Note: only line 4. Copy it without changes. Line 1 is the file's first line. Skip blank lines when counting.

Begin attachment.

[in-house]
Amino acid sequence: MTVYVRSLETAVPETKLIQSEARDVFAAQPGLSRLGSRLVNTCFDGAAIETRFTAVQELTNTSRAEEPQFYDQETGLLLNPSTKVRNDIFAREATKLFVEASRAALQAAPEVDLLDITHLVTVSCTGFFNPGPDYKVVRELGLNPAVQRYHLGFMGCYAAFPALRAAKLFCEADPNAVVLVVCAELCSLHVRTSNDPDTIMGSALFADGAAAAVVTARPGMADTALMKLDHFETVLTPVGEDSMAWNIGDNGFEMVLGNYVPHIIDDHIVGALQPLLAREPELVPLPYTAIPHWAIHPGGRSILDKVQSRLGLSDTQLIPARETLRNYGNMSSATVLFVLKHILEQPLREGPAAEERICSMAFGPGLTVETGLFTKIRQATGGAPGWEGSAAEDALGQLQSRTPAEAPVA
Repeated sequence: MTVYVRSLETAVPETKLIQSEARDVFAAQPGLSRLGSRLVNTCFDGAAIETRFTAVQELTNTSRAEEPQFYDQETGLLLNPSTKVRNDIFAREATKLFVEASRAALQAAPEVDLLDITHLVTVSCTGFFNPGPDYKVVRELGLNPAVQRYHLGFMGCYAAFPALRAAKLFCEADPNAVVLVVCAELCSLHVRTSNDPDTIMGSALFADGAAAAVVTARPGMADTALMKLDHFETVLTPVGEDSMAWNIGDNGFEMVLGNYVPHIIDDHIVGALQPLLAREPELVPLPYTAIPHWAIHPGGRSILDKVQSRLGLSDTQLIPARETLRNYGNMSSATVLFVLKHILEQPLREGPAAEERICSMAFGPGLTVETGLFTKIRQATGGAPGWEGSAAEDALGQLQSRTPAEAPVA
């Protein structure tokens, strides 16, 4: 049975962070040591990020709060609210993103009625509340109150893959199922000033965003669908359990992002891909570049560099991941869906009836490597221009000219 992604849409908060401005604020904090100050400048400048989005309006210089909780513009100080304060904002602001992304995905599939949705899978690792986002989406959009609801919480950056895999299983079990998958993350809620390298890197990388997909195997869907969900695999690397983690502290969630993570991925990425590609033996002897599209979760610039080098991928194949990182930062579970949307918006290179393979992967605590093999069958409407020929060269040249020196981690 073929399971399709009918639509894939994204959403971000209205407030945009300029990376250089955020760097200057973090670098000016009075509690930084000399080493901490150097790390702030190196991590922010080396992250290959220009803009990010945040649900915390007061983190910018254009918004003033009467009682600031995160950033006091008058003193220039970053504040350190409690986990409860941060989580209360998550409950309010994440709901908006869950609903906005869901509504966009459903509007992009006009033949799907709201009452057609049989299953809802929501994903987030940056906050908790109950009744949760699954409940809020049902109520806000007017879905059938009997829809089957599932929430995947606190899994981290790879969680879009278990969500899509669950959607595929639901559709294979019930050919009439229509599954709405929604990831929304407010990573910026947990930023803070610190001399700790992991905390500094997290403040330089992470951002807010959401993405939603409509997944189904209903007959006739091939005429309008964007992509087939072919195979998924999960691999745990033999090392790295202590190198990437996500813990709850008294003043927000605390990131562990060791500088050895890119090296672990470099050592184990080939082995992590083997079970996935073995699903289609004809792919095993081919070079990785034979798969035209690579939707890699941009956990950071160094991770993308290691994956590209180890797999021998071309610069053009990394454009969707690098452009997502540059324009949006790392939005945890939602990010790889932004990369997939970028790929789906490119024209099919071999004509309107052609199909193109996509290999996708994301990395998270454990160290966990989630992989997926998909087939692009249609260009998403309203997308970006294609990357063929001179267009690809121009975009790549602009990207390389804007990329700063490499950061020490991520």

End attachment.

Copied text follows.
């Protein structure tokens, strides 16, 4: 049975962070040591990020709060609210993103009625509340109150893959199922000033965003669908359990992002891909570049560099991941869906009836490597221009000219 992604849409908060401005604020904090100050400048400048989005309006210089909780513009100080304060904002602001992304995905599939949705899978690792986002989406959009609801919480950056895999299983079990998958993350809620390298890197990388997909195997869907969900695999690397983690502290969630993570991925990425590609033996002897599209979760610039080098991928194949990182930062579970949307918006290179393979992967605590093999069958409407020929060269040249020196981690 073929399971399709009918639509894939994204959403971000209205407030945009300029990376250089955020760097200057973090670098000016009075509690930084000399080493901490150097790390702030190196991590922010080396992250290959220009803009990010945040649900915390007061983190910018254009918004003033009467009682600031995160950033006091008058003193220039970053504040350190409690986990409860941060989580209360998550409950309010994440709901908006869950609903906005869901509504966009459903509007992009006009033949799907709201009452057609049989299953809802929501994903987030940056906050908790109950009744949760699954409940809020049902109520806000007017879905059938009997829809089957599932929430995947606190899994981290790879969680879009278990969500899509669950959607595929639901559709294979019930050919009439229509599954709405929604990831929304407010990573910026947990930023803070610190001399700790992991905390500094997290403040330089992470951002807010959401993405939603409509997944189904209903007959006739091939005429309008964007992509087939072919195979998924999960691999745990033999090392790295202590190198990437996500813990709850008294003043927000605390990131562990060791500088050895890119090296672990470099050592184990080939082995992590083997079970996935073995699903289609004809792919095993081919070079990785034979798969035209690579939707890699941009956990950071160094991770993308290691994956590209180890797999021998071309610069053009990394454009969707690098452009997502540059324009949006790392939005945890939602990010790889932004990369997939970028790929789906490119024209099919071999004509309107052609199909193109996509290999996708994301990395998270454990160290966990989630992989997926998909087939692009249609260009998403309203997308970006294609990357063929001179267009690809121009975009790549602009990207390389804007990329700063490499950061020490991520």